“HIDDEN FIGURES “is the incredible untold story of Katherine Johnson (Taraji P. Henson), Dorothy Vaughan (Octavia Spencer) and Mary Jackson (Janelle Monáe)—brilliant African-American women working at NASA, who served as the brains behind one of the greatest operations in history: the launch of astronaut John Glenn into orbit, a stunning achievement that restored the nation’s confidence, turned around the Space Race, and galvanized the world. The visionary trio crossed all gender and race lines to inspire generations to dream big.” (Source: Hidden Figures Website)
Reflecting on their stories I see parts of my own career journey in engineering. I am an Aerospace Engineering graduate of Tuskegee University a Historically Black College(HBCU) in Tuskegee Alabama. Tuskegee University is the top accredited Aerospace program at a HBCU. It is at Tuskegee that I am educated and learn the power of self-belief and succeeding against all odds. Together male and female students work in project teams to academically excel.
“I eventually discover while working in the field of engineering that academically I am prepared; but navigating through gender based stereotypes will become one of my biggest challenges.”
– A.M. Morgan
Hidden Figures draws strong attention to the challenges of women in the field of STEM when it comes to stereotypes and unconscious biases. The brilliant Katherine Johnson (Taraji P. Henson) is an amazing mathematician and even as she proves herself capable of calculating high level computations to send astronaut John Glenn into orbit she is expected to be a silent human computer. It is inspiring to see Katherine Johnson transform into a strong advocate of her work by challenging management to provide a seat at the table for women. This is important especially since their work is forever written in the history of insuring US space travel.
One by one the bravery of each of the women in the film inspires me to not only to advocate for myself; but other women and girls. Dorothy Vaughan (Octavia Spencer) brings to light the fact that you must know that you are good enough to speak up for a promotion in your career when you are already doing the work of the next pay grade level. Once she is promoted to supervisor she takes more women with her; and teaches each of the women what she knows when it comes to programming.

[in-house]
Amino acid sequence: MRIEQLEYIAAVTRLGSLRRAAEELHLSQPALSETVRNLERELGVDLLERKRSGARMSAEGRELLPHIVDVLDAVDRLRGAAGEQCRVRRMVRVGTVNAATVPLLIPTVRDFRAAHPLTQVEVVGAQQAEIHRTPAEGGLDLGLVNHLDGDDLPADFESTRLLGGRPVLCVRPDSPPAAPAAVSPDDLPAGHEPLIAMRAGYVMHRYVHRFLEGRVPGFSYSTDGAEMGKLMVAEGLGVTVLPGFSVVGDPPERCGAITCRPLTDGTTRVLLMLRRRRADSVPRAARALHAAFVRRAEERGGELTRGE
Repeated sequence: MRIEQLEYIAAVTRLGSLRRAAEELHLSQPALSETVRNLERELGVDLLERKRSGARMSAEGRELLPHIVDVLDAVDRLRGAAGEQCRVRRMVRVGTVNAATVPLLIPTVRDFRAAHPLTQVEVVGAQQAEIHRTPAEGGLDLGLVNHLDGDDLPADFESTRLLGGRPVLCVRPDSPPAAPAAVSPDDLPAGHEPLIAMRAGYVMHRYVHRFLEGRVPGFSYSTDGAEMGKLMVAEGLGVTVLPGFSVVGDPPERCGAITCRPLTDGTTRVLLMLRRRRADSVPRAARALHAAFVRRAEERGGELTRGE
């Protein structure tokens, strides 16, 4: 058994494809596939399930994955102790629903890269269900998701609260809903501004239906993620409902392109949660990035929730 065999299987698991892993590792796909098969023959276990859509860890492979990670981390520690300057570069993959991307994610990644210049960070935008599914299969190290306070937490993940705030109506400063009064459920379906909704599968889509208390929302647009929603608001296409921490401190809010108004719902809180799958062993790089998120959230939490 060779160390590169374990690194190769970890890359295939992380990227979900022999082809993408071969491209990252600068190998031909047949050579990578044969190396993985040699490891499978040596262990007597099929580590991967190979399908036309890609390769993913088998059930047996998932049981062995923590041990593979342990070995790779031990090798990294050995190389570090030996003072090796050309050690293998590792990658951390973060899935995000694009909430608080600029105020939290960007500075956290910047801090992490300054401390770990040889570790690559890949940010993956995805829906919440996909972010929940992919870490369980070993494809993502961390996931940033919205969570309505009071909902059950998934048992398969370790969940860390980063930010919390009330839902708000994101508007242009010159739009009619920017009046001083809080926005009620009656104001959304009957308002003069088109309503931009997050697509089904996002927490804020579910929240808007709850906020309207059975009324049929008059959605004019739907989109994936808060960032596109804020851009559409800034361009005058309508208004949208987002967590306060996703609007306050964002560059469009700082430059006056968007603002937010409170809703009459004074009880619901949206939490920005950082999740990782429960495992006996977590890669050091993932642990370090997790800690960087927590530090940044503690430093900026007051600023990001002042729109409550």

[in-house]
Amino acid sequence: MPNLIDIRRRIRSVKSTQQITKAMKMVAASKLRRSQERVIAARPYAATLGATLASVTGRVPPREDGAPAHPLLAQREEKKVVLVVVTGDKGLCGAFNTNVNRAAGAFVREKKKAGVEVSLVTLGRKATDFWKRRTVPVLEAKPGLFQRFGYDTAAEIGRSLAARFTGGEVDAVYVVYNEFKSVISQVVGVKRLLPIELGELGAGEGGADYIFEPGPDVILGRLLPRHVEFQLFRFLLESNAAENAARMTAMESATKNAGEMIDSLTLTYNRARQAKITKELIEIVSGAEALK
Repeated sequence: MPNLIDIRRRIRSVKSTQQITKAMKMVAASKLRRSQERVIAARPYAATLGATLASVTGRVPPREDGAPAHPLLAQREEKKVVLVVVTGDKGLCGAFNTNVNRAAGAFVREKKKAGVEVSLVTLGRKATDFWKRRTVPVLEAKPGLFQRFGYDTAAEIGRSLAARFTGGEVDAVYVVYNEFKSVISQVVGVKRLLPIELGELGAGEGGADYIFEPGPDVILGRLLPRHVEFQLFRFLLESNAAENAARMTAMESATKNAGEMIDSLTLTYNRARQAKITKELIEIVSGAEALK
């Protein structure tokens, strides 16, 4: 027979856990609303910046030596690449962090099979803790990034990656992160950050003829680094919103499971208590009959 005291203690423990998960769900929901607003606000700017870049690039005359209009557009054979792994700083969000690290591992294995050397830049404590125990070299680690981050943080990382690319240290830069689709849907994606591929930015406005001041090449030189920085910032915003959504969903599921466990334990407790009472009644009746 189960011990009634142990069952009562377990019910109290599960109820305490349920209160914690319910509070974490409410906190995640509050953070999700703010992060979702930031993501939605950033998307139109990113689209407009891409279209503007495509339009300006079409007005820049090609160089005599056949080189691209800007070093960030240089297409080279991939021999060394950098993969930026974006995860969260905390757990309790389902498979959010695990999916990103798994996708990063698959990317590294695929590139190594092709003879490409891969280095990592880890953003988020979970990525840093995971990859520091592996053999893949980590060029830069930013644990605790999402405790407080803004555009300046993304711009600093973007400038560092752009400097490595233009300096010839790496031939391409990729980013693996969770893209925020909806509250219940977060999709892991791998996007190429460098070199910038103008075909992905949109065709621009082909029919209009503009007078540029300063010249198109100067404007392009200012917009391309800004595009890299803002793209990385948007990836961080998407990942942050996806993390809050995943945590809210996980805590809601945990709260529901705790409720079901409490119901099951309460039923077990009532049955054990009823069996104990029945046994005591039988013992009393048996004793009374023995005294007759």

Mary Jackson (Janelle Monáe) in the movie shows us that even when the odds may seem stacked against you; there is a still a way through human connection to manifest your dream. She is relentless in her desire to become an engineer; and eventually becomes the first African American Aerospace Engineer at NASA.
The key lessons from the movie Hidden Figures are the following:
There is still much work to do in terms of overcoming gender based stereotypes and unconscious biases facing women in STEM and technical fields. My personal experiences from being mistaken for the secretary in engineering meetings, challenging my manager in performance reviews; and now as educator advocating for women and girls in STEM I know I must confidently speak with a sense of belonging at a table of influence.
I am committed to giving back to future generations the gift of the knowledge of how to handle gender based stereotypes and unconscious biases. Check out my recent feature in Dallas Morning News: How the movie ‘Hidden Figures’ inspired Dallas’ black engineering community
Overall, women play a vital part in history as problem solvers and difference makers; who need strong mentors, advocates and champions to insure we are no longer labeled as hidden figures.